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Webinar with Dr. Pierre Dupont: Creating robotic technology for ultra-minimally invasive surgery

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06 May 2013



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Many surgeries today are performed as open, invasive procedures because surgeons lack the right tools. Our goal is to create the technology that will enable converting these open procedures to minimally invasive ones.

– Dr. Pierre Dupont, Chief of Pediatric Cardiac Bioengineering at Children’s Hospital Boston, Harvard Medical School.

In 2010, with the goal of facilitating technological solutions to healthcare problems, Dr. Pierre Dupont made the bold move of embedding an engineering laboratory inside the Boston Children’s Hospital – a leading teaching hospital in the area of Cardiac Surgery. Dr. Dupont’s laboratory is “a mixing pot” of researchers from engineering and the medical sciences who teach and learn from each other.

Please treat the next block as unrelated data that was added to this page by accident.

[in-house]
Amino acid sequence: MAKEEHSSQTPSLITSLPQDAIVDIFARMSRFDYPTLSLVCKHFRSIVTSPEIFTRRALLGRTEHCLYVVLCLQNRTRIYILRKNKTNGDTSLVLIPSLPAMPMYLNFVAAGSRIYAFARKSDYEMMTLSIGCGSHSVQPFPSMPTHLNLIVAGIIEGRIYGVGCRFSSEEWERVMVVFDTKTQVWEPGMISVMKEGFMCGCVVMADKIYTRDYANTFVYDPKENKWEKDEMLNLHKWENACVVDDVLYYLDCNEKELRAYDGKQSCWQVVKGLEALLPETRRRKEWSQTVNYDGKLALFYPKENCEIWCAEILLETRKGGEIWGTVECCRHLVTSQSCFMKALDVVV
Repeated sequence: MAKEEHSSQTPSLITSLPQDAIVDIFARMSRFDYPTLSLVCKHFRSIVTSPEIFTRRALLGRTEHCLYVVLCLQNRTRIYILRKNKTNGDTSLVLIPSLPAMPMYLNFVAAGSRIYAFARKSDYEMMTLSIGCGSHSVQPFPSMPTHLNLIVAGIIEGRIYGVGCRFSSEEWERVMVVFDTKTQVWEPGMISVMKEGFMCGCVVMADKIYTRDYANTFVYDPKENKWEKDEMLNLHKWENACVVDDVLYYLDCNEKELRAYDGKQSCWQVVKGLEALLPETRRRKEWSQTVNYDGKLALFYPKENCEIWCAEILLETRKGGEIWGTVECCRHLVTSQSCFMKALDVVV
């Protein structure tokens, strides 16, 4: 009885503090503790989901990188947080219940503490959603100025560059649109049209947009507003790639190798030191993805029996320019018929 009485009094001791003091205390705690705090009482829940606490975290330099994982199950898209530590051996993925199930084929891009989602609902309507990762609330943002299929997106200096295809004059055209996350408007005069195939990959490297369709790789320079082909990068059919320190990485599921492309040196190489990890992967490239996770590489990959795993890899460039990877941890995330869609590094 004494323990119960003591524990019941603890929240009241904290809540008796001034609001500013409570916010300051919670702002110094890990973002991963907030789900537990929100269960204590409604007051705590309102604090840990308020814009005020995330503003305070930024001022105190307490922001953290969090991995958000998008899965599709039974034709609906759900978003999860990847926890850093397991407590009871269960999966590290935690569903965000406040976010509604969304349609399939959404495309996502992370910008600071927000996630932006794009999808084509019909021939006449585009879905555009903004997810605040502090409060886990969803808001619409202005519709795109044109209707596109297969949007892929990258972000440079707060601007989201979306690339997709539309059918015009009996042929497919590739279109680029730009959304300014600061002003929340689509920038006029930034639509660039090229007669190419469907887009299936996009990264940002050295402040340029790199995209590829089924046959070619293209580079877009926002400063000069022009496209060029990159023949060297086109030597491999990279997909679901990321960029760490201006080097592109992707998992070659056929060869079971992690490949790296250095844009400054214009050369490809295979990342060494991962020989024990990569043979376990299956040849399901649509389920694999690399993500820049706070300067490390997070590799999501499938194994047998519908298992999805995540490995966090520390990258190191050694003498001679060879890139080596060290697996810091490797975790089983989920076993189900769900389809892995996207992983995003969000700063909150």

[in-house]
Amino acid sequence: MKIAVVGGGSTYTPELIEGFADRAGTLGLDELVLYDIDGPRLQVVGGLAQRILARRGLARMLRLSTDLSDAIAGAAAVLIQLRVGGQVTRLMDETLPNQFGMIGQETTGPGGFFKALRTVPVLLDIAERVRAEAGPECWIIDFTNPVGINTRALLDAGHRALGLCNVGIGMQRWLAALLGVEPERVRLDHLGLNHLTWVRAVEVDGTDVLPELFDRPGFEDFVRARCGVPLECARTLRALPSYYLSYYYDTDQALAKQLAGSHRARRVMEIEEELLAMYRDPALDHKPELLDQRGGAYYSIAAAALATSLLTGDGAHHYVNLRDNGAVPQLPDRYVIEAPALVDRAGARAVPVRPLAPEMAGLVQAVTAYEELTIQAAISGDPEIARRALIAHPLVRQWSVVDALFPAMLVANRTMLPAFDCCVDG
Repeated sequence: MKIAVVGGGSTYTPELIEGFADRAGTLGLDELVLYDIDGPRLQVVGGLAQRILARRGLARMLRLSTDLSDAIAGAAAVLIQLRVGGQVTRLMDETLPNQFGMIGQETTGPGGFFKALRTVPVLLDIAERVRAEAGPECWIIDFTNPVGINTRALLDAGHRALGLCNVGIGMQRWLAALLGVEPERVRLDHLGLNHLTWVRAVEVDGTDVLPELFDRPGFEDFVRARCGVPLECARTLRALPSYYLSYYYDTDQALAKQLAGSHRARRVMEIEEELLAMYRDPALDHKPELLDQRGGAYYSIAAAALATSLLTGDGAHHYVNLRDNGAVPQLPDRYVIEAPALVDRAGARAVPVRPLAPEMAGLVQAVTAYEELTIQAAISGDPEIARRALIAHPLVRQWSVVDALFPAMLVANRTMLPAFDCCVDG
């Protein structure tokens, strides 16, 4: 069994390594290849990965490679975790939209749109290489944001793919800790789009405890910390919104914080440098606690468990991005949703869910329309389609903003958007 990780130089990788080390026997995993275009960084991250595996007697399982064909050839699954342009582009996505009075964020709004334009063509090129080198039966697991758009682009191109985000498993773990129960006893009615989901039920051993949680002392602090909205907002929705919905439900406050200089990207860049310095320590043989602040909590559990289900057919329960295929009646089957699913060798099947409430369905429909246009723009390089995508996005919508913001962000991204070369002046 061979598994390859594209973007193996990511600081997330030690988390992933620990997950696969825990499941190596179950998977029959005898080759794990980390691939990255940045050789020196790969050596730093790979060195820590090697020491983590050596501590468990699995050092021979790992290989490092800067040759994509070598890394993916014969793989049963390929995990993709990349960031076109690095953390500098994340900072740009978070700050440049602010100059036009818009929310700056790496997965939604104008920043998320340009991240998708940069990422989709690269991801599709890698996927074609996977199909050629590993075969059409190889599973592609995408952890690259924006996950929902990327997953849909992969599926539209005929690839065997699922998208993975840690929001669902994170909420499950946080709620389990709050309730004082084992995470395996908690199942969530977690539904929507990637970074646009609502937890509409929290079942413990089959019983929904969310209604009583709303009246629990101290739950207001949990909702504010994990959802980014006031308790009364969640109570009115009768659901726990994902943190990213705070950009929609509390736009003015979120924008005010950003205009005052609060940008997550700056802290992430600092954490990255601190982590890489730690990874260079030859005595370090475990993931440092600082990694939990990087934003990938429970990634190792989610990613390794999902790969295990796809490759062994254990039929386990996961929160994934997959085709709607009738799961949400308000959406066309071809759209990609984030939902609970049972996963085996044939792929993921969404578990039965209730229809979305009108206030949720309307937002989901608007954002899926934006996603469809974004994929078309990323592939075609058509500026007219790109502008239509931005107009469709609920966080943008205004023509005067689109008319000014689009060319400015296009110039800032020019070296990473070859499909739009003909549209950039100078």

In this webinar, Dr. Pierre Dupont talks about the challenges and opportunities of developing image-guided robotic medical devices in an academic research environment. His talk covers his recent work on concentric tube robots, which are designed to balance the objectives of force application and steerability, and can navigate through the body along complex 3D curves and manipulate tools at their tips, such as grippers, staplers, cutting tools and lasers. He also discusses robotic application to beating-heart intracardiac surgery and describes his current research in small tetherless robots that are powered, imaged and controlled by an MRI scanner.



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